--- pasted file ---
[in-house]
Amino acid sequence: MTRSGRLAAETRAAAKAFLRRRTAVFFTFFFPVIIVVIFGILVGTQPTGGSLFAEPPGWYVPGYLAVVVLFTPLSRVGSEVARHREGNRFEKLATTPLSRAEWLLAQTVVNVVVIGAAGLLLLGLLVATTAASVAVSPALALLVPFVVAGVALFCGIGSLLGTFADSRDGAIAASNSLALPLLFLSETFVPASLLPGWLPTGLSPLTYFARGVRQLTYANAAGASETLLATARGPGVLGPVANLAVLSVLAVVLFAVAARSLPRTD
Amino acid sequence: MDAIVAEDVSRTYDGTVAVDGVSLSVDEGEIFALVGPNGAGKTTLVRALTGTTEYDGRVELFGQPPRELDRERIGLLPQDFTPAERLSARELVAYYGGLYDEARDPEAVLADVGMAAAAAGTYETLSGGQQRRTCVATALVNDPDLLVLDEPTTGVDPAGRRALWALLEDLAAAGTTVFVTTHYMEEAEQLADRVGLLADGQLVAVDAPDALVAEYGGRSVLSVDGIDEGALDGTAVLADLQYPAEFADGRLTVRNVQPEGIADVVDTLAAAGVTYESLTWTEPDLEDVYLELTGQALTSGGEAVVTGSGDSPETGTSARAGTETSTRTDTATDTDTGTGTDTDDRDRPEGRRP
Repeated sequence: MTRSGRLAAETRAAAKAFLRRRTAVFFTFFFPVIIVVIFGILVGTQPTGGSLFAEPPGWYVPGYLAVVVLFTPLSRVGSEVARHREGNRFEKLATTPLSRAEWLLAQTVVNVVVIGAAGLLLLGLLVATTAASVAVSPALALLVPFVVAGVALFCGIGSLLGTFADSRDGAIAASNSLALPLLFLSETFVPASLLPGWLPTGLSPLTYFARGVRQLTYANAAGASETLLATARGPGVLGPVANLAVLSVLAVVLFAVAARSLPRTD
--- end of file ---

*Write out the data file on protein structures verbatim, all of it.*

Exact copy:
[in-house]
Amino acid sequence: MTRSGRLAAETRAAAKAFLRRRTAVFFTFFFPVIIVVIFGILVGTQPTGGSLFAEPPGWYVPGYLAVVVLFTPLSRVGSEVARHREGNRFEKLATTPLSRAEWLLAQTVVNVVVIGAAGLLLLGLLVATTAASVAVSPALALLVPFVVAGVALFCGIGSLLGTFADSRDGAIAASNSLALPLLFLSETFVPASLLPGWLPTGLSPLTYFARGVRQLTYANAAGASETLLATARGPGVLGPVANLAVLSVLAVVLFAVAARSLPRTD
Amino acid sequence: MDAIVAEDVSRTYDGTVAVDGVSLSVDEGEIFALVGPNGAGKTTLVRALTGTTEYDGRVELFGQPPRELDRERIGLLPQDFTPAERLSARELVAYYGGLYDEARDPEAVLADVGMAAAAAGTYETLSGGQQRRTCVATALVNDPDLLVLDEPTTGVDPAGRRALWALLEDLAAAGTTVFVTTHYMEEAEQLADRVGLLADGQLVAVDAPDALVAEYGGRSVLSVDGIDEGALDGTAVLADLQYPAEFADGRLTVRNVQPEGIADVVDTLAAAGVTYESLTWTEPDLEDVYLELTGQALTSGGEAVVTGSGDSPETGTSARAGTETSTRTDTATDTDTGTGTDTDDRDRPEGRRP
Repeated sequence: MTRSGRLAAETRAAAKAFLRRRTAVFFTFFFPVIIVVIFGILVGTQPTGGSLFAEPPGWYVPGYLAVVVLFTPLSRVGSEVARHREGNRFEKLATTPLSRAEWLLAQTVVNVVVIGAAGLLLLGLLVATTAASVAVSPALALLVPFVVAGVALFCGIGSLLGTFADSRDGAIAASNSLALPLLFLSETFVPASLLPGWLPTGLSPLTYFARGVRQLTYANAAGASETLLATARGPGVLGPVANLAVLSVLAVVLFAVAARSLPRTD